The Public Access Canoeing 

Swedish Environmental Protection Agency Right and Wrong in The
Lighting fires
and the right of public access

"It wasn't us that set fire to the forest. We only lit a tiny fire on the grass verge."

Throughout the ages, fire has fascinated Man. A crackling fire adds spice to outdoor life. But it can also cause untold damage if it is not handled in the right way. The right of public access does not give you the right to light a fire - only the possibility of doing so under safe circumstances.

Frequent ban on lighting fires during summer
During the summer, it is often forbidden to light a fire in the countryside because of the enormous risk of fire. Information about any bans on the lighting of fires is normally broadcast in conjunction with local radio news bulletins, in traffic reports and published in the local press. You can generally also obtain information at camping sites, tourist offices and from the municipal rescue services. Several municipalities have a telephone answering machine which provides information about the risk of fire. Refer to the green pages of the telephone catalogue under the headings Brandförsvar (Fire Brigade) or Räddningstjänst (Rescue Service). The fire-risk is given on a scale of 1 - 5, where 4 and 5 most often mean a ban on the lighting of fires! When there is a ban on fires, all types of open fire are strictly forbidden! This also applies to all prepared fireplaces which have not been approved by the municipal Fire Chief. You may, however, use small camping or primus stoves and charcoal grills.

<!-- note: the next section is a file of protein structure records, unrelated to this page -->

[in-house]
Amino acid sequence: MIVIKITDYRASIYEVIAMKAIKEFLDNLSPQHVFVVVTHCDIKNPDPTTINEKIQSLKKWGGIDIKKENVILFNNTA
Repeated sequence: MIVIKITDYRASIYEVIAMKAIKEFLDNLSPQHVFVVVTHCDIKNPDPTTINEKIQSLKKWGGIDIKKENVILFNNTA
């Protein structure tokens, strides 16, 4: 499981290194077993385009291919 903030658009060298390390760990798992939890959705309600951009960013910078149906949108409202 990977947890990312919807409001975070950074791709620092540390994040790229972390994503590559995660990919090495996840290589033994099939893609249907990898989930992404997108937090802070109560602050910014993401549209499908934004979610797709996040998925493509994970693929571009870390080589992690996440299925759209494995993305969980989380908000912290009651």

If you light a fire

How to extinguish the fire

Let the fire burn down completely. Extinguish it properly with water, then poke it so that the embers die out. Dig up the earth under the ashes until there are no signs of glowing embers or smoke left. A small trowel and a container for carrying water are useful items to take along with you.

        If the fire spreads
If possible, alert the fire brigade by phoning 112 if you lose control over the fire. Try to prevent the fire from spreading in the direction of the wind. Use bunches of branches from small pine or juniper trees which can be broken off up to about 1 metre from the top of the tree. These are better than leafy branches. It is best to wet the branches. Do not beat at the fire with large strokes as the sparks will fly around and spread the fire. Sweep burning pieces towards the fire, whilst at the same time pressing the branches against the ground to smother the flames. Throw brushwood and twigs out of the way, and pull up moss in the path of the fire.

                If your clothes catch fire

                Be careful when camping


This symbol denotes the location of fire fighting equipment.

Swedish Environmental Protection Agency

    The Public Access  Lighting fires  Canoeing 

© 1996 Swedish Environmental Protection Agency

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Updated: 13th June 1996.